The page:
There seems to be a public perception of what constitutes a typical Bond Girl, but what do you think of when you think of a Bond Girl?
What I really love to play with in general for any characters, is to play with the male and female side, and this is what's very interesting for me when I think about a Bond girl, you know you always have those women entering a casino, so very feminine and glamorous, but at the same time there is something very in charge, like "I'm the man. I'm the boss!" And this is what I really like, the idea of a Bond girl, what I like when I think about a Bond girl.
Bérénice, you wear some fantastic costumes in Skyfall. How much were you involved with your costuming for the film?
I was very lucky because I could see the dress before [filming commenced] and I just thought some changes should be done. It was very important because it has to fit also what you had in your imagination regarding the character. I'm very happy with the result because it is exactly what I had in mind - something a bit dangerous and "dragonesque". So also the tattoos and most of all the nails - which were very long and scary - I thought they were fantastic because I really wanted to be a dragon and a panther in this character, and it was really like the continuity of that.
You also wear some incredible jewelry from Swarovski in Skyfall.
They designed a special line for this movie and they are truly beautiful and they were also fitting perfectly what I was expecting [for the character]. There was a little Asian spirit in them. The dragon rings were also really amazing and really gave me a sensation of power. It was the spirit of Bond movies, and it was exactly what I wanted to translate.
In your scene in the Macao floating casino with Daniel Craig, you deliver a very nuanced performance, combining power and strength as well as fear and fragility. Can you describe how you prepared for the scene?
Yes, first of all I used a lot of music. In my life music is very important. Most of all for that scene, because I wanted to stay connected with my imagination at every moment, I used what really moves me as a human being, what brings in me a feeling of indignation or injustice in the world, and I just used some substitutes. So, I had to use real things - like dictators or what happened in Cambodia 37 years ago - I used all that, all that really moves me and that I would like to fight for and that I want to fight for, and I put all of that in that scene.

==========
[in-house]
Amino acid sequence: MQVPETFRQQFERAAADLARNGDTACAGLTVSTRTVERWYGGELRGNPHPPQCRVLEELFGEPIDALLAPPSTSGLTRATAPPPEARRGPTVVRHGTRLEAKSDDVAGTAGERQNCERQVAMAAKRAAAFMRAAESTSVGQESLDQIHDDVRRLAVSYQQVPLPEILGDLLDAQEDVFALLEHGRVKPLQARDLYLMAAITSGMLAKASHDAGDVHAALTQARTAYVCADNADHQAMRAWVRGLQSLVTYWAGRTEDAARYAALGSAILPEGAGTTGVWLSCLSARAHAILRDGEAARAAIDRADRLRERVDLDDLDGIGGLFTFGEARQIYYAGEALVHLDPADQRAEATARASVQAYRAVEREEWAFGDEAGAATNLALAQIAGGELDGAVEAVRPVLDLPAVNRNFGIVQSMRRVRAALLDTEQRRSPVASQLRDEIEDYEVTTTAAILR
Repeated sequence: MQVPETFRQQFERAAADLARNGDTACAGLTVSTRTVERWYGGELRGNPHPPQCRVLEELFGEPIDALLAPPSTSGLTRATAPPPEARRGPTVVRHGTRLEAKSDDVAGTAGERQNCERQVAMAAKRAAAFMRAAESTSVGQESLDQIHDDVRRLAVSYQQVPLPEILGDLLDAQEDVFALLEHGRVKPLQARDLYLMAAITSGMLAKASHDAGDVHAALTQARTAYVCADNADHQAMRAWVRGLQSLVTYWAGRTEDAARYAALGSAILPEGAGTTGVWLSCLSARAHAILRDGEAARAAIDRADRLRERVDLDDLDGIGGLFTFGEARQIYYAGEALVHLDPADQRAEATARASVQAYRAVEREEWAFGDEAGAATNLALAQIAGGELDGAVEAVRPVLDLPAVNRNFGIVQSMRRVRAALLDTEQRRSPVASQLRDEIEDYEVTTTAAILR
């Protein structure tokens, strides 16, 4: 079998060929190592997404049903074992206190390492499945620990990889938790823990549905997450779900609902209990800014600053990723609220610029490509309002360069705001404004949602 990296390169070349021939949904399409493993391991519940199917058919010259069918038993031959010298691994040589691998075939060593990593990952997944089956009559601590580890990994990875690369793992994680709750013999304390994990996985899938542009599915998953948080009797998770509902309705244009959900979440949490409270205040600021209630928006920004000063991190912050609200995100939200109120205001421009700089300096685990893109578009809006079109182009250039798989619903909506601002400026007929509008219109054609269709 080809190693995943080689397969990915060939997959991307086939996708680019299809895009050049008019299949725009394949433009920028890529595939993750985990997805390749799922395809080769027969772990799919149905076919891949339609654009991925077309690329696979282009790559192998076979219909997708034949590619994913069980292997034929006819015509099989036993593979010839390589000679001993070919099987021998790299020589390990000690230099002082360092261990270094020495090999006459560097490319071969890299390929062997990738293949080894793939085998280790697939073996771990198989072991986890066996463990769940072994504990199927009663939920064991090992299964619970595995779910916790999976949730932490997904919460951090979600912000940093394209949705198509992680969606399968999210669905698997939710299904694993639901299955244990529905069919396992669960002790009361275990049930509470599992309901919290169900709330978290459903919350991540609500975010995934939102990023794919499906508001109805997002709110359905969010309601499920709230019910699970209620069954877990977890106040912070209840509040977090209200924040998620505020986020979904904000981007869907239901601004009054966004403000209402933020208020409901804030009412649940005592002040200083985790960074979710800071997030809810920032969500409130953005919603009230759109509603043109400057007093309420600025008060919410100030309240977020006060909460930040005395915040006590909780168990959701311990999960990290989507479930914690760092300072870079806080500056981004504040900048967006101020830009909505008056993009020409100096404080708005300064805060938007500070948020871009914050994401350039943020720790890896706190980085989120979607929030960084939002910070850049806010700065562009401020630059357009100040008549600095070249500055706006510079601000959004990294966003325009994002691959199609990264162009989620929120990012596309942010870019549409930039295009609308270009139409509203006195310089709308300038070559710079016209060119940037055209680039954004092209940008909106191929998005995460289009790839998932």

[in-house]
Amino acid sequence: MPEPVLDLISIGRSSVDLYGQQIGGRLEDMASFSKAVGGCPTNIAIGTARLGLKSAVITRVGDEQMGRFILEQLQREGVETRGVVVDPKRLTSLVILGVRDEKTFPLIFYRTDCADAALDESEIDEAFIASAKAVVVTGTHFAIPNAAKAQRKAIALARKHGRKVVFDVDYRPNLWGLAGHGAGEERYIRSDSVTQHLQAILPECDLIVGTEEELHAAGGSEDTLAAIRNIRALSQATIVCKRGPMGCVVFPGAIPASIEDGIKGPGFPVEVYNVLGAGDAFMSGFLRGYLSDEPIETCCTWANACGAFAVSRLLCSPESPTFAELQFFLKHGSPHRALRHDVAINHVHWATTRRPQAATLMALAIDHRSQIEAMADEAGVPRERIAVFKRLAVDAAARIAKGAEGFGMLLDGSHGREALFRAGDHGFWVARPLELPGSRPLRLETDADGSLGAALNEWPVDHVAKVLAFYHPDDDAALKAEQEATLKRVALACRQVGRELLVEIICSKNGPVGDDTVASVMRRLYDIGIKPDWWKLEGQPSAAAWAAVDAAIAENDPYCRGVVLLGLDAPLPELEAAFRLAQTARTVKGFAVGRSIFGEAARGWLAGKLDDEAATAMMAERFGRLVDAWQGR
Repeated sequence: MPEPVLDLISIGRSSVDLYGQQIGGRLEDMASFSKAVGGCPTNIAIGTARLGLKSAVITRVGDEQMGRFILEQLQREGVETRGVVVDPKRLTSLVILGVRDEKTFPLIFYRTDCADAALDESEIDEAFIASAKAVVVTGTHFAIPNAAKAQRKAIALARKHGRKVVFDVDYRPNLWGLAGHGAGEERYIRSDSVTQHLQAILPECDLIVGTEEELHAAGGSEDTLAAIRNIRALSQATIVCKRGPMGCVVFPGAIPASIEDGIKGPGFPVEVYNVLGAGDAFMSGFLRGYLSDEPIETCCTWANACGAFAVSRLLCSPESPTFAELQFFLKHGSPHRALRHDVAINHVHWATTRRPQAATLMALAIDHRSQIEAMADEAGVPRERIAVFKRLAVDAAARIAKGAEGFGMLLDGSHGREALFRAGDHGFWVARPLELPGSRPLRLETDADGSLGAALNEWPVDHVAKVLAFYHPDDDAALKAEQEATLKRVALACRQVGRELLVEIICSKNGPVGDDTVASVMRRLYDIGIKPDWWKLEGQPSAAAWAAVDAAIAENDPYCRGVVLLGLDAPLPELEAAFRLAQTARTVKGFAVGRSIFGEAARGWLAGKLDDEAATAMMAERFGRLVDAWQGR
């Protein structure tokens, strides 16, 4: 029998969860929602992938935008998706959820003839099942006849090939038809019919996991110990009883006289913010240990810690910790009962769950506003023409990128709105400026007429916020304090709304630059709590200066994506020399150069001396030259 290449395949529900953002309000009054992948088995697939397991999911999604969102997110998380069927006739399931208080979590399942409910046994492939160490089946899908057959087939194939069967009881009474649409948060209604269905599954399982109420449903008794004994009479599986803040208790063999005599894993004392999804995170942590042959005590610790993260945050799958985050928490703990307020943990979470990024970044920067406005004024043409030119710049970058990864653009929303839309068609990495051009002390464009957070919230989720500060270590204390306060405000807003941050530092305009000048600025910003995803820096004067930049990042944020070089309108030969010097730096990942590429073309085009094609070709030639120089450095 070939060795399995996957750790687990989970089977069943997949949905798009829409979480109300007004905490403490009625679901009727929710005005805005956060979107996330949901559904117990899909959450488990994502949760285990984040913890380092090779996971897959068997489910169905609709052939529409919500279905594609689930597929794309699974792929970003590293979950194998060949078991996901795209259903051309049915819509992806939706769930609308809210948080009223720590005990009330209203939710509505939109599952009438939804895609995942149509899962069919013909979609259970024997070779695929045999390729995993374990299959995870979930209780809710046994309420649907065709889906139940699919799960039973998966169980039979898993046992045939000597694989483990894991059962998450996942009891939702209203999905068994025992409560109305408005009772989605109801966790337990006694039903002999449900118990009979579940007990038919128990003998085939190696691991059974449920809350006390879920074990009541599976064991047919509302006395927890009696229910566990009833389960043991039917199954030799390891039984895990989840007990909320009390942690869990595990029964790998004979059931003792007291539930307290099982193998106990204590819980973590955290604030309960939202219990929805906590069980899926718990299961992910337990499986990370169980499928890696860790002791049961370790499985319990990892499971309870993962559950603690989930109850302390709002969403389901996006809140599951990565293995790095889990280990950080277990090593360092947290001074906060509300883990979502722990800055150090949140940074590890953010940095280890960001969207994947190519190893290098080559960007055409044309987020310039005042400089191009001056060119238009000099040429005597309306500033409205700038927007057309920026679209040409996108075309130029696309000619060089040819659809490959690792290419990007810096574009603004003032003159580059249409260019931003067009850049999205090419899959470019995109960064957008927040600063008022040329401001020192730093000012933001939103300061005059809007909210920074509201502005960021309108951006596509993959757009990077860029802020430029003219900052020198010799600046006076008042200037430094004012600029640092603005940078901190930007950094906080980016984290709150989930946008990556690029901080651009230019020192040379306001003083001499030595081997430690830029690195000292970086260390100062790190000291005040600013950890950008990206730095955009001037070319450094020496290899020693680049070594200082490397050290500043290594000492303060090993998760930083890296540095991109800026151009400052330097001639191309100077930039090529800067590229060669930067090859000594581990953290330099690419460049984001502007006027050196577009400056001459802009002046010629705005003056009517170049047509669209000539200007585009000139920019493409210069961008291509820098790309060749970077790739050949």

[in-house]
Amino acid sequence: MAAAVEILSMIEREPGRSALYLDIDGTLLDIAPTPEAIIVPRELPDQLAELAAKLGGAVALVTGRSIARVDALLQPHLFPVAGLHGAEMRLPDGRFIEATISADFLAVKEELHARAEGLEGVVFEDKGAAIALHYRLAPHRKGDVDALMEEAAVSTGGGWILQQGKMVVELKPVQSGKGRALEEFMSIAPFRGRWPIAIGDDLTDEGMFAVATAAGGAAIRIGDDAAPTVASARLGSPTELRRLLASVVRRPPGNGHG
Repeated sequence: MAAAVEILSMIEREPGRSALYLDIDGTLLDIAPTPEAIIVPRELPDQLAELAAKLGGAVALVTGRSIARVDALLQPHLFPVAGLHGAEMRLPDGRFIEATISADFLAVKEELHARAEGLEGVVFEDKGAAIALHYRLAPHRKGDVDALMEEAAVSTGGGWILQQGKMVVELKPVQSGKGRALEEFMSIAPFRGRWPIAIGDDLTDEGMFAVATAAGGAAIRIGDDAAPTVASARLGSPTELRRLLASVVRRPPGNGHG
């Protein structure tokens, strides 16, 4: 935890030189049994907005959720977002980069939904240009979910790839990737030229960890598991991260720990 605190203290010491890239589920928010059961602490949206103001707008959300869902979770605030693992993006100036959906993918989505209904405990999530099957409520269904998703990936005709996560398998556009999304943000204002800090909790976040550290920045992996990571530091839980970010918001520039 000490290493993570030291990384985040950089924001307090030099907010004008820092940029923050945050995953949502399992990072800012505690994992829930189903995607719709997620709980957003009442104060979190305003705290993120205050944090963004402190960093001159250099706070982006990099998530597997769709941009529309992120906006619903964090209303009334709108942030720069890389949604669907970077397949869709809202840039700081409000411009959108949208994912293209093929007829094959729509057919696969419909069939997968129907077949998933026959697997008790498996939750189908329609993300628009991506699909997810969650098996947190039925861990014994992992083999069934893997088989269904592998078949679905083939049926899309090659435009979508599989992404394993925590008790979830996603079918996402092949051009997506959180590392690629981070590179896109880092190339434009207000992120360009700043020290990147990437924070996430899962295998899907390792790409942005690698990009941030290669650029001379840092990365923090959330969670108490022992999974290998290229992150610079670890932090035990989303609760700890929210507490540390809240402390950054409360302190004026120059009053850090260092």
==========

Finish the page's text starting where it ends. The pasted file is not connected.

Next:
You've talked before about the different animal elements of your character - the dragon and the panther - can you tell us a little more about that?
I wanted to play on the different faces, different moods, almost different characters in that scene. I connected with the Chimera [Séverine's yacht] that you see in the movie. I didn't know what it was, so I looked it up on line and I saw these pictures of this creature, a mythical Greek creature with three heads - a snake, a dragon, and I wanted to put a black panther for the third head - and this was very interesting for me because I wanted the dragon, I wanted Séverine to have this kind of dangerous presence when she enters the room, and the dragon I liked because it can kill from afar. I wanted to bring the idea that when she would enter, you would feel something a bit instinctive, like an animal would. I love this idea of working on animals because you don't think anymore. You're not a human anymore; you just connect with your instinct. I really wanted her to have that kind of power when she enters.
Did you look at some of the older Bond films to get some inspiration for the role?
I watched the previous Bonds, the ones I didn't see, just to get inspired by everything, the universe, the music, but definitely not the Bond Girls, because I wanted to create a real human being and a unique character in a unique new story, and this is what is very exciting for me is to create something new, with my own experience and personality, and I think the audience also want to see something a bit different.